3)    The presentation also omitted the fact that a ‘Heads of Terms’ deal had already been agreed with the owner of the Lewis Haye site! Wessex says that none of this breaks the rules. But it is Wessex who make the rules.

Is this democratic? Is this transparent?

4)    Although Community Land Trusts are meant to represent the whole community, Wessex only allows people who agree with their proposal to become members. When people with opposing views try to join, their membership forms are returned. No reason is given except that ‘your membership has been unanimously refused.’

Is that democratic? Is that fair?

5)    Already, dozens of people have written passionate letters objecting to the proposed development. If you are one of them, you will probably have received a standard response saying that ‘the matter will be raised at the next board meeting’ or referring you to the C&CCLT website. In fact your letter will be filed away and probably never see the light of day. In other words there is no official forum for debate.

Is that democratic? Is that respectful?

6)    The C&CCLT website appears to invite comments, but like the town hall presentation, it only reflects one side of the story. We all have a right to be heard, so why not publish ALL letters on the website, even if names are redacted? Then everyone can see the consensus of opinion. Why don’t C&CCLT publish THIS letter on their website?

Is this democratic? Is it reflective of our views?

7)    People who object to the development care hugely about the environment and about housing for local families too. But Wessex Community Assets refer to objectors as ‘wreckers.’ The advice they give is that there will always be people who ‘object stridently’… just ignore them and they’ll go away!

Is that democratic? Is that ethical?

Professional planning consultants push developments through by stealth. Like all ‘Special Advisers’ they give advice behind closed doors, ignore objections, create division within communities, and rarely enter into debate themselves.

But all the time they steadily accelerate like bulldozers towards their goal. And the process becomes increasingly hard to stop.

Right now they are using public funds to carry out a ‘feasibility study’. Shortly afterwards they will use public money to go to planning. One day these Advisers will take their money and move on to the next development… while we wake up to find that our countryside has gone.

That’s why YOU need to ACT NOW.

Write to C&CCLT today. If you’ve written before, write again. Tell your friends to write too:

Copy in Save Colyton Countryside:

You could even write to Dominic, chair of Wessex Community Assets:

Ask awkward questions: How much will these professional planning consultants receive? Why are no opposing views being presented on the Community Land Trust website? Why does the C&CCLT not include people with different opinions, and the families who will live in these houses? So far we have only heard one side of the argument, where is the public debate about the future of OUR town? Above all, why are we not looking for a grown up compromise?

Let them know what you feel about having decisions within our community dictated by professional consultants from elsewhere. Do not accept a standard response. Whatever opinions you have, insist that they are heard and shared for all to see.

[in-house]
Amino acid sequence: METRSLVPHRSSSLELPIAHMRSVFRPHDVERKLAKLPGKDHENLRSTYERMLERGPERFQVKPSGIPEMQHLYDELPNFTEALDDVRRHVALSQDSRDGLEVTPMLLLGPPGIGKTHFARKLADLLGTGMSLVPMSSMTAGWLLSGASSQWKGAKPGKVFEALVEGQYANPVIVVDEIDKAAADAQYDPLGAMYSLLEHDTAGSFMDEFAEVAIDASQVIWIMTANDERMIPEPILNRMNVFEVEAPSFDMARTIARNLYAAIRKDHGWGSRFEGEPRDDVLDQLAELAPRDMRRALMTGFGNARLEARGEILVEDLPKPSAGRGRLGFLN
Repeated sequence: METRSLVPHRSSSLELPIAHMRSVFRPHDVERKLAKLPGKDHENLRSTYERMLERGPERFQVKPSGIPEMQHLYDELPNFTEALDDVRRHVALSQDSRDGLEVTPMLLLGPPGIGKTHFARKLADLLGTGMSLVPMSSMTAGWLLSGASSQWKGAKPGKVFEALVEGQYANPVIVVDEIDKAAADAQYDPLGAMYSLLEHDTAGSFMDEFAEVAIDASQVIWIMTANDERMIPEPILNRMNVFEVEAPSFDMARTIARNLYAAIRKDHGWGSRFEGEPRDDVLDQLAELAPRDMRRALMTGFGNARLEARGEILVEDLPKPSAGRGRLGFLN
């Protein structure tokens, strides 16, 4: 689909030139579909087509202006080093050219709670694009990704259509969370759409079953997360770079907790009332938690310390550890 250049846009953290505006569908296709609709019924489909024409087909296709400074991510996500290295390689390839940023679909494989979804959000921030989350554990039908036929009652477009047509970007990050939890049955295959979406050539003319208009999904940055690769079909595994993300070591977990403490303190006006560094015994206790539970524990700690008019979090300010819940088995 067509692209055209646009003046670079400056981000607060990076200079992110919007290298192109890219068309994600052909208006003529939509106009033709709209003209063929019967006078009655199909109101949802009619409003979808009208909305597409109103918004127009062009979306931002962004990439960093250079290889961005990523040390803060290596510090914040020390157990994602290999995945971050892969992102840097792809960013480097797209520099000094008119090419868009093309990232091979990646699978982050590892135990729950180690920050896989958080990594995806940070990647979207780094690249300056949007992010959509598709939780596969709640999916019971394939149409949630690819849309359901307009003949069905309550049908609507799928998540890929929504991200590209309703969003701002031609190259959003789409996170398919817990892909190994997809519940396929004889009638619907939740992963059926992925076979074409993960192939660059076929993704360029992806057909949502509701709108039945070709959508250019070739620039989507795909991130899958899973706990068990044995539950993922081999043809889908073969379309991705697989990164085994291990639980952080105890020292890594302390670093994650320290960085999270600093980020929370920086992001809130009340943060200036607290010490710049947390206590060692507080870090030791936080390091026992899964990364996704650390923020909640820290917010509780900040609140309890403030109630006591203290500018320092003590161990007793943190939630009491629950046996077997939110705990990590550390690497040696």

Whether you are FOR or AGAINST the proposed development, we all have a democratic right to be heard.

Releasing English hospital patients into care homes ‘not illegal’ – Guardian on Cathy Gardner’s Judicial Review

Releasing hospital patients into care homes without Covid-19 tests was not illegal, lawyers for the UK health secretary, Matt Hancock, have said in a rebuttal of a high court challenge to the government’s handling of the pandemic in care homes.

Dr Cathy Gardner is funding this action through crowd funding.

Robert Booth

Dr Cathy Gardner, who lost her father, Michael Gibson, to Covid-19 in a care home that accepted discharges, claims that Hancock misled the public when he said the government threw “a protective ring” around care homes where more than 16,000 have died across the UK.

Earlier this month, she requested a judicial review of the government’s strategy, alleging that it broke the law. She claimed that Hancock, NHS England and Public Health England “failed to take into account the vulnerability of care home residents and staff to infection and death, the inadequacy of testing and PPE availability”.

Prioritising expanding NHS hospital capacity to deal with critically ill Covid-19 patients was “disproportionate, discriminatory and irrational”, she said.

The government has countered by telling Gardner’s legal team that Hancock and the other defendants took “extensive measures to protect the people who live and work in care homes in response to the risks posed by Covid-19”.

“The challenges arising from the Covid-19 pandemic have been unprecedented,” it said in a response seen by the Guardian. “Those involved in government have been working tirelessly to find the best ways of dealing with these challenges, and taking steps to protect the lives of all those present in the UK.”

It was appropriate, the government said, to adapt policies as new information emerged during the pandemic. “Guidance and other material are often developed at extremely short notice,” it said.